All interaction with Jira must be through the REST APIs provided. Atlassian provides comprehensive documentation including the JSON Schema for responses and request bodies which describe the shape of the JSON. For effective usage of ScriptRunner it is important to have an understanding of how to interact with Jira using the REST API.

Authentication and Authorization

All REST requests made from ScriptRunner are performed as either the ScriptRunner user or as the user that initiated the action. The initiating user is the current user of the Script Console, the user that performed the action to cause an event to fire or the user that performed a workflow transition that caused a Post Function to run. Atlassian Connect Add-ons must also register for API scopes. These work in a similar way to the permissions that are granted to iOS or Android apps. When installing, the Jira Administrator can see the scopes that any given add-on is requesting. ScriptRunner requests all scopes as it is not known beforehand what any given user will want to do. Even given this, there are restrictions on the APIs that are available to ScriptRunner.

  • No private APIs are available, only those specifically white-listed by Atlassian

  • Scopes are documented for

  • It is possible for Project Administrators to remove access to a particular add-on by modifying the permissions for a project.

Authentication from user scripts is handled by an authentication proxy builtin to ScriptRunner. Each script invocation is given a temporary authentication token to use to make requests into this proxy which will then perform the necessary request signing to make the authenticated request to your Jira instance. In this way authenticated requests happen transparently. Tokens that are handed to scripts are only valid for two minutes. Responses that come through the proxy have URLs modified to go through the proxy so that URLs in the JSON response can be used directly without manipulation. For example the following code shows how to fetch a project from an issue get.

String projectUrl = get("/rest/api/2/issue/EX-1").asObject(Map).body['fields']['project']['self'] get(projectUrl).asObject(Map)


The HTTP library provided by ScriptRunner is Unirest. Unirest is a simple, lightweight library that makes interacting with REST APIs simple and straightforward. It was chosen due to the minimal dependencies (based on Apache HTTP Client 4.5), flexibility (JSON mapping support is built in and object mapping provided by Jackson) and the clarity of API.

Unirest, Unirest.get,, Unirest.put, Unirest.head and Unirest.options are included in all scripts as import static which means no imports are needed in order to make HTTP requests. The base url to the ScriptRunner authentication proxy is filled in along with the authentication headers so making REST calls is as simple as copying and pasting from the Jira REST documentation.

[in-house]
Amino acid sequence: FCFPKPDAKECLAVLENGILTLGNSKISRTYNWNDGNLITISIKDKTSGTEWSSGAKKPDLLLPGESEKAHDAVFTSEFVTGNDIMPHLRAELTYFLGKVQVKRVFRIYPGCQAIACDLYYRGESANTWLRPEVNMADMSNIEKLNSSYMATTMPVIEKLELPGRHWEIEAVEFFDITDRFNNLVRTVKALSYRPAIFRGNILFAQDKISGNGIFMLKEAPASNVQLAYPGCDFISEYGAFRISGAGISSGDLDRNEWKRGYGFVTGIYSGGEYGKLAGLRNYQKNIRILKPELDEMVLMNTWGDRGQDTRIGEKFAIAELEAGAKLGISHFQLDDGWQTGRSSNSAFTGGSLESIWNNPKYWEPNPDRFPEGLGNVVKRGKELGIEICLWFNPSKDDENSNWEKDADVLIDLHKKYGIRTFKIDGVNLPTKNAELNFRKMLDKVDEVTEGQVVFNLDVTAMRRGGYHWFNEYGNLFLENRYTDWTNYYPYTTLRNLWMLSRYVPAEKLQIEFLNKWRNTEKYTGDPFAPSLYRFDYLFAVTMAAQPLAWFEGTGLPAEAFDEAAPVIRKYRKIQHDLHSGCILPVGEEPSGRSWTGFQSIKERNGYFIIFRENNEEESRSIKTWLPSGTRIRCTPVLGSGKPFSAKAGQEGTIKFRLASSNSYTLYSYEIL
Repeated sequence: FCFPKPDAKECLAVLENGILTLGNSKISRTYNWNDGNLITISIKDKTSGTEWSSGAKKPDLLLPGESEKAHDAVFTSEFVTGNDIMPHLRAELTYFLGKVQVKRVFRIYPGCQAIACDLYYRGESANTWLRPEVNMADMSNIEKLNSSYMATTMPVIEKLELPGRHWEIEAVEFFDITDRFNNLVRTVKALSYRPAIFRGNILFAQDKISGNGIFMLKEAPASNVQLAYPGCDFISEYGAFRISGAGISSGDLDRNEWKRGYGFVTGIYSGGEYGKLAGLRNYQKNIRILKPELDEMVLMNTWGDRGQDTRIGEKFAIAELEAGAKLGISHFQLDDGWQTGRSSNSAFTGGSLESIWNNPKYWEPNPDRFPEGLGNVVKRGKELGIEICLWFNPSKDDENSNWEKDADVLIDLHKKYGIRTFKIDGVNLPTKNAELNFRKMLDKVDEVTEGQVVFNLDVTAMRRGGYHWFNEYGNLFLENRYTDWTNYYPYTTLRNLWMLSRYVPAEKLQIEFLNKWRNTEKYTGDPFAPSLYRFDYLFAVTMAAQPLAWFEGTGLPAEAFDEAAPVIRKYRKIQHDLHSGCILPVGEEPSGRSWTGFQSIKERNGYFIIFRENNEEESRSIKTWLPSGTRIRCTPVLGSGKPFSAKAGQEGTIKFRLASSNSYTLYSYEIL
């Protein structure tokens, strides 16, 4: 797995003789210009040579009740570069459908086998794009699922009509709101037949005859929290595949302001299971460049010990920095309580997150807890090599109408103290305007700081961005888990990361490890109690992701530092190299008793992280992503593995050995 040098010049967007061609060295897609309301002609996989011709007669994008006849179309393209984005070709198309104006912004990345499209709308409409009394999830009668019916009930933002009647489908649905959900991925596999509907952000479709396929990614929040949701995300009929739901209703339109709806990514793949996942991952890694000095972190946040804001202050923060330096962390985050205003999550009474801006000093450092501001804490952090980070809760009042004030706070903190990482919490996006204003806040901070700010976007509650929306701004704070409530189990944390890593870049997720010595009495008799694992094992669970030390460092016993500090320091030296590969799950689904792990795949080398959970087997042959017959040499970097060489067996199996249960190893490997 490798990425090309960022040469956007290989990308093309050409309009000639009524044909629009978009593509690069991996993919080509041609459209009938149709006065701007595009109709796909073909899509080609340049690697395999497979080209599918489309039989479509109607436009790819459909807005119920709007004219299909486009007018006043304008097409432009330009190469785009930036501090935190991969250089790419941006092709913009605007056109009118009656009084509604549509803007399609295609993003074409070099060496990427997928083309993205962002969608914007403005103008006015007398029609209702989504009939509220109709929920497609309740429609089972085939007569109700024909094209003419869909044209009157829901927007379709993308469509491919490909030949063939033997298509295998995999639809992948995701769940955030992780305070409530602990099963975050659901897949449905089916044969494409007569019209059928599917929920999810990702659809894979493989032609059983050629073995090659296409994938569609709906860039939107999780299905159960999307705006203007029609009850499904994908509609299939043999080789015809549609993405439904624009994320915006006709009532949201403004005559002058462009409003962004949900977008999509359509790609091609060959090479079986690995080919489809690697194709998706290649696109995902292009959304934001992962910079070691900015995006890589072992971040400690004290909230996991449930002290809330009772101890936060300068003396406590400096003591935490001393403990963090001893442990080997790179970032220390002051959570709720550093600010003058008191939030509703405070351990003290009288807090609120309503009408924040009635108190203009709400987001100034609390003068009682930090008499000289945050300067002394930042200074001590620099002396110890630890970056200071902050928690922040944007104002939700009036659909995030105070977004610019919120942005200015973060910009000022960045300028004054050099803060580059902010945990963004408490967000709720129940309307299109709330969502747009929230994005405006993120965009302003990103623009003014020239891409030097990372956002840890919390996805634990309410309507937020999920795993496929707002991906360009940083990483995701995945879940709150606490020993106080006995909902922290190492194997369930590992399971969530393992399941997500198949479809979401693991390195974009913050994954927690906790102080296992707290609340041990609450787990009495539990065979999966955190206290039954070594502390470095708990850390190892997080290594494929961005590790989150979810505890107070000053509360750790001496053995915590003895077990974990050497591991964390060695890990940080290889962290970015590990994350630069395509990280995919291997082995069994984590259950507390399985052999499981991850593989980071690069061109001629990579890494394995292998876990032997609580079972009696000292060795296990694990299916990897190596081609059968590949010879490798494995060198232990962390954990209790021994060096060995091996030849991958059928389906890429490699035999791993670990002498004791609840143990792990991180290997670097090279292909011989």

Get issue types:

get('/rest/api/2/issuetype').asString().body Create an issue: def projectKey = 'TP' def taskType = get('/rest/api/2/issuetype').asObject(List).body.find { it['name'] == 'Task' }['id'] post('/rest/api/2/issue') .header('Content-Type', 'application/json') .body( [ fields: [ summary : 'Task Summary', description: "Don't forget to do this!.", project : [ key: projectKey ], issuetype : [ id: taskType ] ] ]) .asString().body

Line 6: Use the issuetype REST endpoint to get all issuetypes, parse into a list, and find the type with name Task, then take the id of that type.

Line 8: Make the post request to create the issue in the specified project with the specified issuetype.

Line 23: It is important to note that the request is only made when one of the as* methods are called. asString() takes response and makes it available in .body as a String. asObject(Object) will use Jackson to parse the response from JSON

Update an issue:

def issueKey = 'TP-1' def newSummary = 'Updated by a script' def result = put("/rest/api/2/issue/${issueKey}") //.queryString("overrideScreenSecurity", Boolean.TRUE) .header('Content-Type', 'application/json') .body([ fields: [ summary: newSummary ] ]) .asString() if (result.status == 204) { return 'Success' } else { return "${result.status}: ${result.body}" }

Line 1: Issue key and new summary to set.

Line 4: Create the rest PUT request - see documentation.

Line 5: You must pass overrideScreenSecurity=true if you are trying to amend fields that are not visible on the screen - Note you must use the Add-on user when setting overrideScreenSecurity=true.

Line 6: Important to set the content type of the PUT, and then the body content as a Groovy Map.

Line 12: Calling .asString() executes the put and parses the result as a string.

Line 14: The REST request responds with a 204 (no content) so there is no point reading the body.

It is really important to pass overrideScreenSecurity in request url, if your request wants to change fields that are not visible on the screen. If you don’t, request response will be 403 with message that you don’t have permission to do that.

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